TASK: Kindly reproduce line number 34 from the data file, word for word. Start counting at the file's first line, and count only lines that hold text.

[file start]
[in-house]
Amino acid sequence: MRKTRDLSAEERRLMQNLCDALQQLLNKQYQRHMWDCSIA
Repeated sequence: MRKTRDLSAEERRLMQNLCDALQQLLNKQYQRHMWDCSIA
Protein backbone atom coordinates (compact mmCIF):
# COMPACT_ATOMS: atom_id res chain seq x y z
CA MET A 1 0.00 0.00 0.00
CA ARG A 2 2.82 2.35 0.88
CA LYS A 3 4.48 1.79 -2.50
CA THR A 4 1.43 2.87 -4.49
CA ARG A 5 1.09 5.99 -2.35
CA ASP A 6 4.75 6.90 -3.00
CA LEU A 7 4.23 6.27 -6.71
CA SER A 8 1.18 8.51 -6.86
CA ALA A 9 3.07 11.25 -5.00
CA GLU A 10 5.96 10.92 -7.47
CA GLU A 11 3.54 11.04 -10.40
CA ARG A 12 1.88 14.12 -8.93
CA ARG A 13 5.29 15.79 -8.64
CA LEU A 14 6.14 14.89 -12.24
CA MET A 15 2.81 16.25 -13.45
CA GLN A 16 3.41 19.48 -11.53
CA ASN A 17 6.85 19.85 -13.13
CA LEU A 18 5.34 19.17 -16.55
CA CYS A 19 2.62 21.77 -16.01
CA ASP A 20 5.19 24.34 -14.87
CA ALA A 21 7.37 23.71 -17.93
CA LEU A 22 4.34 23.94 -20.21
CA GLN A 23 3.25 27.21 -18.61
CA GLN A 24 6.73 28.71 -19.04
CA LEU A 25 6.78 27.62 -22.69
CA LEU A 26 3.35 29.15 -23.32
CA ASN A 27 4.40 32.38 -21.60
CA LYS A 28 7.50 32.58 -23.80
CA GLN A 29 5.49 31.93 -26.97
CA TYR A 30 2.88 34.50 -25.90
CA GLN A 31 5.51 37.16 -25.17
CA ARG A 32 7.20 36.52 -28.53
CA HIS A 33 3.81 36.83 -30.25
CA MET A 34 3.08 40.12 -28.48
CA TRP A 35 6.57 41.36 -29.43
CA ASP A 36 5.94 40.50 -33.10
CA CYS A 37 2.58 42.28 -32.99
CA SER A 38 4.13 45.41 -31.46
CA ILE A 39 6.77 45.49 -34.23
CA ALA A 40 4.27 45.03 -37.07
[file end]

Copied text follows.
CA GLN A 29 5.49 31.93 -26.97